5. When half of the people get the idea that they do not have to work because the other half is going to take care of them, and when the other half gets the idea that it does no good to work because somebody else is going to get what they work for, that is the beginning of the end of any nation.

They sound almost like truisms. Surely, no one can disagree with them.

Yes, one can.

Let me offer some reworded alternatives, even if I do not entirely agree:

1. No policy, even communist ones, intends to legislate the poor into prosperity.
2. There are many who received what is gained through the exploitation of others.
3. The government must take what is gained through exploitation and return it to those exploited.
4. There is nothing morally wrong with dividing wealth, and there is nothing inherently desirable in multiplying wealth.
5. When a small group of people get the idea they can multiply their wealth by increasing the exploitation of the weaker majority and when the weaker majority have decided they will no longer tolerate their continual exploitation, that is the beginning of the end of any state.

To be clear, these are not arguments against the original five points. I had hoped that these reworded statements can offer a glimpse of an alternative perspective.

There are two main arguments embedded in the original five points, and in the arguments lie implicit premises.

The first argument (points 1 & 4):

  1. The poor benefits from higher aggregate wealth.
  2. Redistribution of wealth decreases aggregate wealth.
  3. Hence, redistribution of wealth is wrong.

The question we should be asking is: Should aggregate wealth still increase if its increase is gained by, say, the suppression of wages of the poorest, and if the increase only serves to widen the income gap? Simply, (3) cannot hold true if (1) does not.

The second argument (points 2 & 3):

  1. All we gain from our work is the result of our work.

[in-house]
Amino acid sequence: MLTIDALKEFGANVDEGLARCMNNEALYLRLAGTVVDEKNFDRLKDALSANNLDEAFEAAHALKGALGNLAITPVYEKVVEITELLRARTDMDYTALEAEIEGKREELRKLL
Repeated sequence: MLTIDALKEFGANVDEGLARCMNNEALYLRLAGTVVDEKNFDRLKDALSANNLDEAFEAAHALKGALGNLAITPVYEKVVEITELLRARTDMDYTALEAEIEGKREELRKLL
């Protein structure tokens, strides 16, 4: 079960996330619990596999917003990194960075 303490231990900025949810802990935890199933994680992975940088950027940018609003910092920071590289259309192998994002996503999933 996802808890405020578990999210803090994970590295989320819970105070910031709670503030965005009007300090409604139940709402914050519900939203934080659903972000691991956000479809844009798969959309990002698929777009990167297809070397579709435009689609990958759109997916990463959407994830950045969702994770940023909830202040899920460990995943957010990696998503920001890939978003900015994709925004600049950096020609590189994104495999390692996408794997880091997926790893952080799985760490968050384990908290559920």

2. We deserve all we gain from our work because we pay the full costs of our efforts.
  3. Hence, what we have earned cannot and should not be taken away from us.

Again, we see that (3) cannot be a logical conclusion when we understand that (1) and (2) are not necessarily true. Many times, our efforts for our own benefit impose hidden costs on others, whether deliberate or otherwise. Economists call these hidden costs negative externalities. It was speculation in the commodities market, not the lack of food, that caused the prices of food to soar1.

Which brings me to point 5.

In this respect, unbridled capitalism is very similar to the Communism of our little Facebook anecdote. When unchecked negative externalities destroy the market, Adam Smith’s invisible hand would lead people to continually maximise their interest even if it is to the detriment of the entire group in the long term.

If we know certain negative externalities2 exist, then we must correct it, not perpetuate the errors of status quo. Economists suggest imposing a quota or a tax proportionate to the cost of the externality. Some see the tax as a form of wealth redistribution.

But however it is seen, not correcting negative externalities is simply bad economics, and the ‘capitalist’ system, like its Soviet counterpart, will too eventually fail.

 

Footnotes:
1. More about food speculation:
Guardian – Food speculation: ‘People die from hunger while banks make a killing on food’
TIME – Betting on hunger: Is financial speculation to blame for high food prices?
Foreign PolicyHow Goldman Sachs created the food crisis
2. The difficulty then is determining what exactly are negative externalities. Can the exploitation of low-wage, uneducated workers be considered one? What about the malaise of vast income inequality? The reduction of everything to transactions? This uncertainty is contentious and it ought to remain so; it is only through reasoned discussions we understand better the flaws of our thoughts and systems.